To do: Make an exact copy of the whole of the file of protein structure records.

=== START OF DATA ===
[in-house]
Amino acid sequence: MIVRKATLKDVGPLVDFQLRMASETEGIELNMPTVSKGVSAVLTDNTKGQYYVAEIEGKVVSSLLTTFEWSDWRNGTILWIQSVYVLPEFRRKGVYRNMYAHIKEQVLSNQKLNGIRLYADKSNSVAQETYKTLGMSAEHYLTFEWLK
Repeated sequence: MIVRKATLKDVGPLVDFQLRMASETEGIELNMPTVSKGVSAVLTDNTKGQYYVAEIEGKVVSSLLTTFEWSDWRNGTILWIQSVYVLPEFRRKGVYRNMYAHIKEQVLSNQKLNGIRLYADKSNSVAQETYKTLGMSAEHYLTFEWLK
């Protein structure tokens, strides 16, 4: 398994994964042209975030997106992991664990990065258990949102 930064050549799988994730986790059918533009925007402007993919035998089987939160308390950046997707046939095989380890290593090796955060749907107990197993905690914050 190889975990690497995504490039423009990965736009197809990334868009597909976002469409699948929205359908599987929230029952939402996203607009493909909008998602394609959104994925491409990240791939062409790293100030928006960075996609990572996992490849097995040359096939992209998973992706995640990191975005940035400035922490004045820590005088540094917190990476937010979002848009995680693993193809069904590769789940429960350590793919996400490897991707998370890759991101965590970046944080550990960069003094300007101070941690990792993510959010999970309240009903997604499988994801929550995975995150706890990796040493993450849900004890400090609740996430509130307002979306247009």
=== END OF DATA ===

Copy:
[in-house]
Amino acid sequence: MIVRKATLKDVGPLVDFQLRMASETEGIELNMPTVSKGVSAVLTDNTKGQYYVAEIEGKVVSSLLTTFEWSDWRNGTILWIQSVYVLPEFRRKGVYRNMYAHIKEQVLSNQKLNGIRLYADKSNSVAQETYKTLGMSAEHYLTFEWLK
Repeated sequence: MIVRKATLKDVGPLVDFQLRMASETEGIELNMPTVSKGVSAVLTDNTKGQYYVAEIEGKVVSSLLTTFEWSDWRNGTILWIQSVYVLPEFRRKGVYRNMYAHIKEQVLSNQKLNGIRLYADKSNSVAQETYKTLGMSAEHYLTFEWLK
């Protein structure tokens, strides 16, 4: 398994994964042209975030997106992991664990990065258990949102 930064050549799988994730986790059918533009925007402007993919035998089987939160308390950046997707046939095989380890290593090796955060749907107990197993905690914050 190889975990690497995504490039423009990965736009197809990334868009597909976002469409699948929205359908599987929230029952939402996203607009493909909008998602394609959104994925491409990240791939062409790293100030928006960075996609990572996992490849097995040359096939992209998973992706995640990191975005940035400035922490004045820590005088540094917190990476937010979002848009995680693993193809069904590769789940429960350590793919996400490897991707998370890759991101965590970046944080550990960069003094300007101070941690990792993510959010999970309240009903997604499988994801929550995975995150706890990796040493993450849900004890400090609740996430509130307002979306247009």